US Sanctions on Iran Crypto Mining

gepubliceerd op by Cointele | gepubliceerd op

One of the most notable of these countries is Iran - which, since the Iran hostage crisis of 1979, has been on the receiving end of a long series of prohibitions, blocks and sanctions.

Some of these sanctions were lifted in January 2016, when the then-President Barack Obama, signed an executive order revoking them as part of the previous year's historic nuclear deal with Iran.

While there's little doubt that the U.S. would much prefer Iran to have no access whatsoever to cryptocurrency - as well as no ability to mint its own digital currencies - it doesn't seem likely that it can do anything to restrict the Middle Eastern country other than introducing sanctions that prohibit American and foreign firms from having crypto-related dealings with the Islamic Republic.

"ISP providers can be required to block mining pools or anything related to mining. However, governments will have more luck in preventing mining in the countries they control than in preventing the mining of other, sovereign nations."

"The President shall impose 5 or more of the sanctions described in section 6(a) of the Iran Sanctions Act of 1996 with respect to any foreign person that the President determines knowingly engages, on or after the date of the enactment of this Act, in a significant transaction for the sale, supply, or transfer to Iran of significant goods or services, or technological support, used in connection with the development of Iranian digital currency."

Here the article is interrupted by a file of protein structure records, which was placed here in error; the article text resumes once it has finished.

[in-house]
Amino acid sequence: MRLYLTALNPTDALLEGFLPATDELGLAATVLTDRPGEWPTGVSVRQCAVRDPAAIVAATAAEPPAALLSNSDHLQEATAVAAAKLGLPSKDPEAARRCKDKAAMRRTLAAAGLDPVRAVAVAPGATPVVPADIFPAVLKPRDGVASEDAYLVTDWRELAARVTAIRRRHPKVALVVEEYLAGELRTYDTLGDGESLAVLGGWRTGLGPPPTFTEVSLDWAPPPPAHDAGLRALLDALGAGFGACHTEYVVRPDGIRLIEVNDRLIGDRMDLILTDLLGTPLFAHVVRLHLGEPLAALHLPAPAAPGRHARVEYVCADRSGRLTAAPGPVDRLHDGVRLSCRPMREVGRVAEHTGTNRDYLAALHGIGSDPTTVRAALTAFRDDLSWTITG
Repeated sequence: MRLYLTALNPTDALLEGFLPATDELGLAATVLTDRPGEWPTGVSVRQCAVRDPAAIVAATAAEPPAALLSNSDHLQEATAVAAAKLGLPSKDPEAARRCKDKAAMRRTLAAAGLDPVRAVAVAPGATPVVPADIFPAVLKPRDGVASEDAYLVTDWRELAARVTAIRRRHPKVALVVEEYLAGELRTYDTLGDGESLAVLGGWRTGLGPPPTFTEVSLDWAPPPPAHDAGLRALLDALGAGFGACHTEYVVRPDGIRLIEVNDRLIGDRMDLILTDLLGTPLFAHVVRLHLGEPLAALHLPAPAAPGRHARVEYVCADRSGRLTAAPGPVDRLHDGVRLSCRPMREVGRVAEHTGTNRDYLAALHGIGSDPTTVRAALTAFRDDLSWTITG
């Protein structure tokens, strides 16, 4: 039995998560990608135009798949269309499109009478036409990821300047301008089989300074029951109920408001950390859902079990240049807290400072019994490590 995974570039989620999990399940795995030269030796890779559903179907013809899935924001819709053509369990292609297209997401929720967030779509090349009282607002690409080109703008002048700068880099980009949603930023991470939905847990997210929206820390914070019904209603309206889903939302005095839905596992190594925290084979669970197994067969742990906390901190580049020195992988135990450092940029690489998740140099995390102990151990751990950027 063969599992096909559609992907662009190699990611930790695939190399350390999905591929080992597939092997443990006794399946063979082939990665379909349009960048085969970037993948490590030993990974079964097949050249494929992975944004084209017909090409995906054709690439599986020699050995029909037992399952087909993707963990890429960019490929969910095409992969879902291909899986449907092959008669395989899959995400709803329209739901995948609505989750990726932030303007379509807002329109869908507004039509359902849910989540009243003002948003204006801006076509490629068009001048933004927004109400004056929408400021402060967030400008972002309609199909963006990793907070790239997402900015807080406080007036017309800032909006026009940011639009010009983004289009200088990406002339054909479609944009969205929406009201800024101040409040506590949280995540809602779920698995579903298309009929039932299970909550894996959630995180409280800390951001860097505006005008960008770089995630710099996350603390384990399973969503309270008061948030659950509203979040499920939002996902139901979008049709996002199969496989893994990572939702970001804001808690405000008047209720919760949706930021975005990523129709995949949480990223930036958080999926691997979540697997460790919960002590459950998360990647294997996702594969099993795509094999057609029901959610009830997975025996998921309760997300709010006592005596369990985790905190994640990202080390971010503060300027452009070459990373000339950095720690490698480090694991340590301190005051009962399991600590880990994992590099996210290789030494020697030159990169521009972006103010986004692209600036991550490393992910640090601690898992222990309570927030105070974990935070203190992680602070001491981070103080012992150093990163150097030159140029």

The act may have an impact on the production of Bitcoin in Iran - at least, to the extent that it prevents American mining manufacturers from selling relevant equipment to Iranian organizations.

Even if the act succeeds in preventing such manufacturers in most countries from selling mining units to Iran, even this might not prevent Bitcoin or cryptocurrency mining from taking place in the Islamic Republic.

"There's always a way around blockages. The US would have to control Iran's digital infrastructure. With Iran seeing support from Russia, this is an unlikely scenario."

If Iran is capable of building its own atomic weapons, then it will certainly be capable of building its own ASIC chips and mining units.

If the Blocking Iran Illicit Finance Act is passed, it will certainly find it much harder to profit from its own digital currency, with or without the ability to mine crypto.